Where to start
The first step is to choose a site for your compost. This should be easy to get to, in a sunny or semi-shaded area, and sit directly on soil or turf. These days there are a variety of composting bins on the market, ranging from the plastic type (from around £40) to the bigger wooden slatted range (from around £50). You can even contact your local council's Waste and Recycling Department for a cheap compost bin. Alternatively, simply build a heap and keep it covered with polythene or cardboard - just make sure there are no gaps on the sides. It is also an idea to insulate your bin or heap with cardboard or straw to help create the perfect environment for the composting process to begin.
What to add
To create a good rich, dark and crumbly compost, you will ideally need an equal amount of 'green' nitrogen-rich ingredients, and 'brown' carbon-rich ingredients.
On the brown ingredients side, tougher, more woody prunings and hedge clippings, bracken and old bedding plants are ideal, though these slow-rotting ingredients should be chopped small or shredded to help things along. You can even add unwanted cardboard, crushed eggshells, bedding from pets like rabbits, guinea pigs and hamsters (in small quantities as sawdust is very slow to rot), and even find a useful home for waste paper and junk mail.
What to leave out
Though anything that was once living will compost, it is best to avoid meat, fish and cooked food, as they can attract vermin, as well as create a bad smell. Similarly, cat litter and dog mess should be otherwise disposed of, along with disposable nappies.
Simply adding bits and pieces as you go along will eventually leave you with a decent compost, provided there is a good mix of brown and green ingredients, but try to have a layer of at least 30cm or more in the bin right at the very start to get things moving. For instance, weed your garden and mow the lawn, then add some straw or cardboard packaging, and a few woody ingredients to create air pockets and improve circulation and drainage. Thereafter, it is just a case of adding a balanced mix of composting goodies and waiting.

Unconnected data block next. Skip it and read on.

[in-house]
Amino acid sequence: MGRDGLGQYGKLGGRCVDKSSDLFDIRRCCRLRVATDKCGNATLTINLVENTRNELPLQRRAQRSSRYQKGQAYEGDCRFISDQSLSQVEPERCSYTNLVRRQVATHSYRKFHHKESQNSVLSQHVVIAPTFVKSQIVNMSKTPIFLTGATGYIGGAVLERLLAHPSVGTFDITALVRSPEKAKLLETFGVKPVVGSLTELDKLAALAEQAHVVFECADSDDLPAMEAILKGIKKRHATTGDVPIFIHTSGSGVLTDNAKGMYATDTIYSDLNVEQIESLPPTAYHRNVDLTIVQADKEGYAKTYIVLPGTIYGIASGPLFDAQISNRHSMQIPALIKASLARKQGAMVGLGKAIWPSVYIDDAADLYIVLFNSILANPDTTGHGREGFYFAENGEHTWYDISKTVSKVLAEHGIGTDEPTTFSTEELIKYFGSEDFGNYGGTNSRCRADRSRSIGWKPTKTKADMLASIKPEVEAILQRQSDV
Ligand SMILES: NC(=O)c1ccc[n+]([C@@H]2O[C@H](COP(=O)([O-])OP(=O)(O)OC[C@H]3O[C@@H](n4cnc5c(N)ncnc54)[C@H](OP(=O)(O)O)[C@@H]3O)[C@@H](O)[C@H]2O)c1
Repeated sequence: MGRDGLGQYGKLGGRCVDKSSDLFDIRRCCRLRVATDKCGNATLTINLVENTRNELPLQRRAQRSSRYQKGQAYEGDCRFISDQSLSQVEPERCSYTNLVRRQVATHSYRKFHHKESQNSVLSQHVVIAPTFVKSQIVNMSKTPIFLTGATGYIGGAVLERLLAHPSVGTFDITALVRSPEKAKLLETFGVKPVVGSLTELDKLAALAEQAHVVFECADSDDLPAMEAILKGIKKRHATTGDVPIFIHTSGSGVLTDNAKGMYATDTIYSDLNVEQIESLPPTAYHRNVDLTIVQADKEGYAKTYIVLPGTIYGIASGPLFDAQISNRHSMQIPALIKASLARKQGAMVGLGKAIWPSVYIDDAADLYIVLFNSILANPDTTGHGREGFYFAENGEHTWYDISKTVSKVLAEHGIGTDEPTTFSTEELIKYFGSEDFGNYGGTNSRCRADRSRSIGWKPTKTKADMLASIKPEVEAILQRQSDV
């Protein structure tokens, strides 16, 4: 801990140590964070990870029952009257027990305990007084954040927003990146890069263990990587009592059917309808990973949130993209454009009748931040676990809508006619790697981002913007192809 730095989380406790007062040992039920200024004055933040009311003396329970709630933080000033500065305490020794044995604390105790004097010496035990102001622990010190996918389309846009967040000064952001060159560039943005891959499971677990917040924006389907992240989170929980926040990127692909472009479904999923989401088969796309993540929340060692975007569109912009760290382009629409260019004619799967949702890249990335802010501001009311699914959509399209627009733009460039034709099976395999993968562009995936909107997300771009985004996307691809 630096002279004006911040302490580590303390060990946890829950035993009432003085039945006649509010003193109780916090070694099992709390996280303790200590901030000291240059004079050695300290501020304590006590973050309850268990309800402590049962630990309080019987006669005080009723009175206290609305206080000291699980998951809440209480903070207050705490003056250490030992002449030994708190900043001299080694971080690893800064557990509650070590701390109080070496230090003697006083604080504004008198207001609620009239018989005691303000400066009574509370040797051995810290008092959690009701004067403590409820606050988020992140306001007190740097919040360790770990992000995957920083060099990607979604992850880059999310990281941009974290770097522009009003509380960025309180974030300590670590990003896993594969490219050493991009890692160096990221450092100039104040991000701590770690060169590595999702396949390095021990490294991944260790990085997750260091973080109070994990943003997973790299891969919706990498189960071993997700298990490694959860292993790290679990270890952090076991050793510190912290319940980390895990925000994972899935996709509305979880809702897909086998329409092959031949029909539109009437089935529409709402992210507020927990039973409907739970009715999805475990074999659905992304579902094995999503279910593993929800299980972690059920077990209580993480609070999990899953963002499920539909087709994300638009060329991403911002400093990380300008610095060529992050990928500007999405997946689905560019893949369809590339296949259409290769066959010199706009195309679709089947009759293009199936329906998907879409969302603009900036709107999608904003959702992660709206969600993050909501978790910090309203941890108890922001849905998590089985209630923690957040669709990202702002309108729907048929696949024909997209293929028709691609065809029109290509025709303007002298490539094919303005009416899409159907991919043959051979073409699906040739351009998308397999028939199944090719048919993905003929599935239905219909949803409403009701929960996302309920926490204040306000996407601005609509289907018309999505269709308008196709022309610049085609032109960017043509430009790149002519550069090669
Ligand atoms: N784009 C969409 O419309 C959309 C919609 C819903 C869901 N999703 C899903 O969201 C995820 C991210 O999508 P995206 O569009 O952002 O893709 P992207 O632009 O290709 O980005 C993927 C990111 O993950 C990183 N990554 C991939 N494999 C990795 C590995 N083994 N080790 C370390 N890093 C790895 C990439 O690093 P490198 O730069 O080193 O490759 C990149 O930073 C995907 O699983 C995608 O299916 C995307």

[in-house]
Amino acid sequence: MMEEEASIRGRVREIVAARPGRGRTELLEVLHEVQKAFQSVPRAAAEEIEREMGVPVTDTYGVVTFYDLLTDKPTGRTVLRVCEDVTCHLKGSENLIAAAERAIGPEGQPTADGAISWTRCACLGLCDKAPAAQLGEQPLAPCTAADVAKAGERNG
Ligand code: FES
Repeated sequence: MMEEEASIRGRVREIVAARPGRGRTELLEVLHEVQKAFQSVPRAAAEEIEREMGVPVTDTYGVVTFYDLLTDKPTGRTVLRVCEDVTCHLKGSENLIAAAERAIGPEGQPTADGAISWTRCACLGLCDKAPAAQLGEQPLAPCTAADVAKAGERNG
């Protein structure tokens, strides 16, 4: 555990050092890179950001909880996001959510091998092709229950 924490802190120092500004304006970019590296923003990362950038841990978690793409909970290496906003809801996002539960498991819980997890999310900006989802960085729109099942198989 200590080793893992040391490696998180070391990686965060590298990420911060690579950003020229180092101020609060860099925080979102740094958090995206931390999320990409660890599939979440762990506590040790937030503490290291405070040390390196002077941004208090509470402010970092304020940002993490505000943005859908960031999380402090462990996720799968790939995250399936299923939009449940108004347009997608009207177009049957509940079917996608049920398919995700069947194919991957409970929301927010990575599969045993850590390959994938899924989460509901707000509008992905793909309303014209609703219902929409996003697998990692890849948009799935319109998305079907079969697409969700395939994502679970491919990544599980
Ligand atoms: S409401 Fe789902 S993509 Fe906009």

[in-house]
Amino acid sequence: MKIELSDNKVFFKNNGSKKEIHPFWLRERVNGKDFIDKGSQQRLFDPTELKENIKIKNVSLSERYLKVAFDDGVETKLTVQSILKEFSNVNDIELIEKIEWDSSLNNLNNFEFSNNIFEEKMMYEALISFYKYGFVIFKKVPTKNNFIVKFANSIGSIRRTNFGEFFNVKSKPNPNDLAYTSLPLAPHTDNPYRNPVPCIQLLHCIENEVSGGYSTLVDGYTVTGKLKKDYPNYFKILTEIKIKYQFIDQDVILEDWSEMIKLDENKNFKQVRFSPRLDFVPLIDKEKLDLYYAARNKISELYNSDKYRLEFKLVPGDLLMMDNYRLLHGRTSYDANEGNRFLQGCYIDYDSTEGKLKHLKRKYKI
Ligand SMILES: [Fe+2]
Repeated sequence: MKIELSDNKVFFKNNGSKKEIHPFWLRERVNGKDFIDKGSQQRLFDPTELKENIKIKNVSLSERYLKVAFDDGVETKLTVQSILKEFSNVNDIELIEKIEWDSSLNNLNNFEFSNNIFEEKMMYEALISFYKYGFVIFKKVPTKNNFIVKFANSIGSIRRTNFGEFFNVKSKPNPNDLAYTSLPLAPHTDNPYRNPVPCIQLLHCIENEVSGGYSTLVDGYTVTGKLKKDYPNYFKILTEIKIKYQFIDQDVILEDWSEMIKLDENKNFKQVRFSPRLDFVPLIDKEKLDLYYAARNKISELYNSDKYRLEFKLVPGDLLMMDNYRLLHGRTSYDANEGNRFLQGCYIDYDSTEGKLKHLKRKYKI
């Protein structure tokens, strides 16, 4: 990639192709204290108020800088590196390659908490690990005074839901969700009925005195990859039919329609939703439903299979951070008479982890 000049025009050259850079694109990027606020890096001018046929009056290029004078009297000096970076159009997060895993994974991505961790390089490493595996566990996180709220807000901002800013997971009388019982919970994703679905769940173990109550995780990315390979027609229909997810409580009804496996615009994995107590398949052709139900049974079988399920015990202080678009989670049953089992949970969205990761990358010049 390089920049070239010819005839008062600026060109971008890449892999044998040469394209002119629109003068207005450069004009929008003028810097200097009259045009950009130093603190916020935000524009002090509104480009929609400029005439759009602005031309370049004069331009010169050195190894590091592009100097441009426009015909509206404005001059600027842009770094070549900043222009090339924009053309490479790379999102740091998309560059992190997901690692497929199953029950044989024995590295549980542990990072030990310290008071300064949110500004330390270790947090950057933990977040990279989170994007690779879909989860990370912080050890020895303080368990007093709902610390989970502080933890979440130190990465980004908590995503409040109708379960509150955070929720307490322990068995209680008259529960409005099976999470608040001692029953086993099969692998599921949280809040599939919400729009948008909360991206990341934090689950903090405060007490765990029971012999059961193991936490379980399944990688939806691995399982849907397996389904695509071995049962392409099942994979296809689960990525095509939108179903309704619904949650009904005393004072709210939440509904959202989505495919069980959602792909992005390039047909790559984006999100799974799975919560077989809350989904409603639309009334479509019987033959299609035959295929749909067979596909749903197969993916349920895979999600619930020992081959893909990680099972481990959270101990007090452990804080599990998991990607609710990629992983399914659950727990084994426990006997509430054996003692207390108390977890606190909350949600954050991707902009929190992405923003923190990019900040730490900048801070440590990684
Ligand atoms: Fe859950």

Your bin may never seem full, as it will sink as the ingredients rot, but it can take up to a year to get a good product. If, when you begin using the material, the upper layers are not yet fully composted, simply remove the good stuff from the bottom, and mix the remainder well, then leave to mature. It can help to add water if the leftovers seem dry, or dry, brown ingredients if it's on the soggy side.
If, on the other hand, you are keen to get things moving along more speedily, try to gather enough material to fill your container in one go, again, with a mixture of brown and green materials, known as a 'hot' heap. Should you decide to take this route, you'll need to mix all the ingredients well before adding to the bin or heap, and add water as you go. In just a few days, the heap will feel hot to the touch, but as it begins to cool down, within a week or two, you'll need to 'turn' the heap with a garden fork, mixing all the material well again, and adding water to a dry mix or dry materials if it is too wet.
This process can be repeated several times, but when the heap no longer heats up, it should be left alone to do its composting best. With this method you could have decent compost in as little as six to eight weeks.
How do I know when it's ready?
The composting process is complete when your the ingredients have turned a dark brown colour, with an earthy smell. However, leave it for a month or two to fully mature and you will undoubtedly get a better end result.
Do you have your own compost heap? What are your top tips for beginners? Leave your comments below...